ChildWatch.ie has evolved from a need for digital based security and privacy for young people, and a desire for adults to better understand and appreciate the difficulties involved in protecting them whilst retaining freedom to interact on the internet. The group came together in 2007 and remained as an informal collaborative effort by (mainly) security consultants working to protect young people online.
An offshoot of this effort was the production of presentations that were offered to schools on a very limited basis in 2008. This was then extended and for a full school year, we delivered our presentations to schools completely free of any charges. This created its own difficulties since we had two resources working that school year without any other income and by May 2009 in the absence of any financial backing from the Dept of Education or corporates, then we had to cease the free offering and begin charging which in fairness had a huge impact on the amount of schools that we reached subsequently, but in 2009 worldly financial difficulties were raging, and this impacted us as much as anyone else.
In 2009 we authored the Barnardos (Irl) 'Three Hazards' Report in 2008/09 that dealt with a wide range of issues that affect children in digital space, and not just on the internet. We addressed data protection issues in addition to internet vulnerabilities at a time when no-one really considered the protection of childrens information in business and public service databases to be an issue.
As we read back that document it is astounding that many of the recommendations are as important now in 2016 and one is the subject of intense political and industry discussion in the US and UK where Prime Minister Cameron has initiated a process whereby age verification and identity management for young people is being actively pursued as a solution for young people accessing pornographic content.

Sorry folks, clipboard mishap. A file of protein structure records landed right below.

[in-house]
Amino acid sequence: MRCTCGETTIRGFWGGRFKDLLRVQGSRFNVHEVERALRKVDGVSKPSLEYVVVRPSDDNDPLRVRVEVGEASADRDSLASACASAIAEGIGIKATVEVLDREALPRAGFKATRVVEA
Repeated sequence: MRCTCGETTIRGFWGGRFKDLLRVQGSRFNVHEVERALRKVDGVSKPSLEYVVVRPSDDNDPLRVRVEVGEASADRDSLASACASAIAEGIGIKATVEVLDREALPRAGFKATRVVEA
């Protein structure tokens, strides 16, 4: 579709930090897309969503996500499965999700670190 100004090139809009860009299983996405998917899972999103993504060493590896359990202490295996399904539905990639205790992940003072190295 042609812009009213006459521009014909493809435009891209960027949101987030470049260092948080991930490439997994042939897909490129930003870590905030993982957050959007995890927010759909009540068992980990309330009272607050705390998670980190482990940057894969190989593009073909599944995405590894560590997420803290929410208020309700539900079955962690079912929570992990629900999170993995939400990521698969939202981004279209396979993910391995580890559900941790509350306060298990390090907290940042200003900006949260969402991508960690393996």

We advised that Ireland consider that very proposal in 2009.
We also advocated that Ireland adopt a blocking policy and mandate internet service providers to filter out child abuse and exploitation images which the representative association of Irish service providers was completely against, and they held (and to a slightly lesser degree, still do) the balance of advisory power with the Office for Internet Safety (OIS) at the Department of Justice whom we and many other stakeholders felt was not working in the interests of young people. So much so that we advocated in the same report that the office should be restructured since it was known to some legal and law enforcement people in and outside of Ireland as the 'Office for the Prevention of Internet Safety for Children'.